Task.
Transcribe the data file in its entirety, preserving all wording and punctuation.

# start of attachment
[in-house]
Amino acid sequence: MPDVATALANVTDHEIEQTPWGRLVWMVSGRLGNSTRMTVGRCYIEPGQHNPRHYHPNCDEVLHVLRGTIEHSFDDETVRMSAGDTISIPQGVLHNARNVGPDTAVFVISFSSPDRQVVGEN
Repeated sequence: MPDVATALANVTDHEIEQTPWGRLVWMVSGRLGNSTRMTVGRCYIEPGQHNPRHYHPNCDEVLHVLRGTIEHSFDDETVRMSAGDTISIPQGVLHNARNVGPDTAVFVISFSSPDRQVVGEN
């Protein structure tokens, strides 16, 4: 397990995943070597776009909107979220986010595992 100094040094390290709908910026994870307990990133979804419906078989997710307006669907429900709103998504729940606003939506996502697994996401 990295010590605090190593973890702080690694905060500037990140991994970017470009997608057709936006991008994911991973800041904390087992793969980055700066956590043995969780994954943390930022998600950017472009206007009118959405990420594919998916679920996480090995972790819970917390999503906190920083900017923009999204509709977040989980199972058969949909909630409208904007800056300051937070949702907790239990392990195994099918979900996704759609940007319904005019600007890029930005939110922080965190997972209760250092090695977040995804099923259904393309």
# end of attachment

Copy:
[in-house]
Amino acid sequence: MPDVATALANVTDHEIEQTPWGRLVWMVSGRLGNSTRMTVGRCYIEPGQHNPRHYHPNCDEVLHVLRGTIEHSFDDETVRMSAGDTISIPQGVLHNARNVGPDTAVFVISFSSPDRQVVGEN
Repeated sequence: MPDVATALANVTDHEIEQTPWGRLVWMVSGRLGNSTRMTVGRCYIEPGQHNPRHYHPNCDEVLHVLRGTIEHSFDDETVRMSAGDTISIPQGVLHNARNVGPDTAVFVISFSSPDRQVVGEN
């Protein structure tokens, strides 16, 4: 397990995943070597776009909107979220986010595992 100094040094390290709908910026994870307990990133979804419906078989997710307006669907429900709103998504729940606003939506996502697994996401 990295010590605090190593973890702080690694905060500037990140991994970017470009997608057709936006991008994911991973800041904390087992793969980055700066956590043995969780994954943390930022998600950017472009206007009118959405990420594919998916679920996480090995972790819970917390999503906190920083900017923009999204509709977040989980199972058969949909909630409208904007800056300051937070949702907790239990392990195994099918979900996704759609940007319904005019600007890029930005939110922080965190997972209760250092090695977040995804099923259904393309």